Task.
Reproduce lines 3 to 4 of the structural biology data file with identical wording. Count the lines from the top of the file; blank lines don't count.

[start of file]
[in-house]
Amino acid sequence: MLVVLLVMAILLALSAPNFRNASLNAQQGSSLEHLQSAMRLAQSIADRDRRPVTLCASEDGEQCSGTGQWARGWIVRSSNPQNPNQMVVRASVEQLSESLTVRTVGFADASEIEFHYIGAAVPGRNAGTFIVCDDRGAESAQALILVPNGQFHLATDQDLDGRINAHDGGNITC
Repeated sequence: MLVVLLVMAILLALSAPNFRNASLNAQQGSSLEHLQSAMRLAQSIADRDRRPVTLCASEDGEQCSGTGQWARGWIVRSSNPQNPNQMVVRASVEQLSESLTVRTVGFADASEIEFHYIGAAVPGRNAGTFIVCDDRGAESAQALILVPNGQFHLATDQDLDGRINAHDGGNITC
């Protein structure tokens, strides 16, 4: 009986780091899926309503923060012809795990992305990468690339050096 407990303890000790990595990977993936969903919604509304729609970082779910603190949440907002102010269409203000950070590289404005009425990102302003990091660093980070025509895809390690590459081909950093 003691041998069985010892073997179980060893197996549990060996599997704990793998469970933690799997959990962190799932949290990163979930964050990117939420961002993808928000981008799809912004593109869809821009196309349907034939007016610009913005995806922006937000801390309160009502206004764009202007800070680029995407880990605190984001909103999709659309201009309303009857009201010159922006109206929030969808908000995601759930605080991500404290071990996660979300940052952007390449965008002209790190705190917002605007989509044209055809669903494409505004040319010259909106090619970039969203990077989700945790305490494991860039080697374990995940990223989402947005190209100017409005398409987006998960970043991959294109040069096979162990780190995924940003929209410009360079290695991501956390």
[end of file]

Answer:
Repeated sequence: MLVVLLVMAILLALSAPNFRNASLNAQQGSSLEHLQSAMRLAQSIADRDRRPVTLCASEDGEQCSGTGQWARGWIVRSSNPQNPNQMVVRASVEQLSESLTVRTVGFADASEIEFHYIGAAVPGRNAGTFIVCDDRGAESAQALILVPNGQFHLATDQDLDGRINAHDGGNITC
């Protein structure tokens, strides 16, 4: 009986780091899926309503923060012809795990992305990468690339050096 407990303890000790990595990977993936969903919604509304729609970082779910603190949440907002102010269409203000950070590289404005009425990102302003990091660093980070025509895809390690590459081909950093 003691041998069985010892073997179980060893197996549990060996599997704990793998469970933690799997959990962190799932949290990163979930964050990117939420961002993808928000981008799809912004593109869809821009196309349907034939007016610009913005995806922006937000801390309160009502206004764009202007800070680029995407880990605190984001909103999709659309201009309303009857009201010159922006109206929030969808908000995601759930605080991500404290071990996660979300940052952007390449965008002209790190705190917002605007989509044209055809669903494409505004040319010259909106090619970039969203990077989700945790305490494991860039080697374990995940990223989402947005190209100017409005398409987006998960970043991959294109040069096979162990780190995924940003929209410009360079290695991501956390």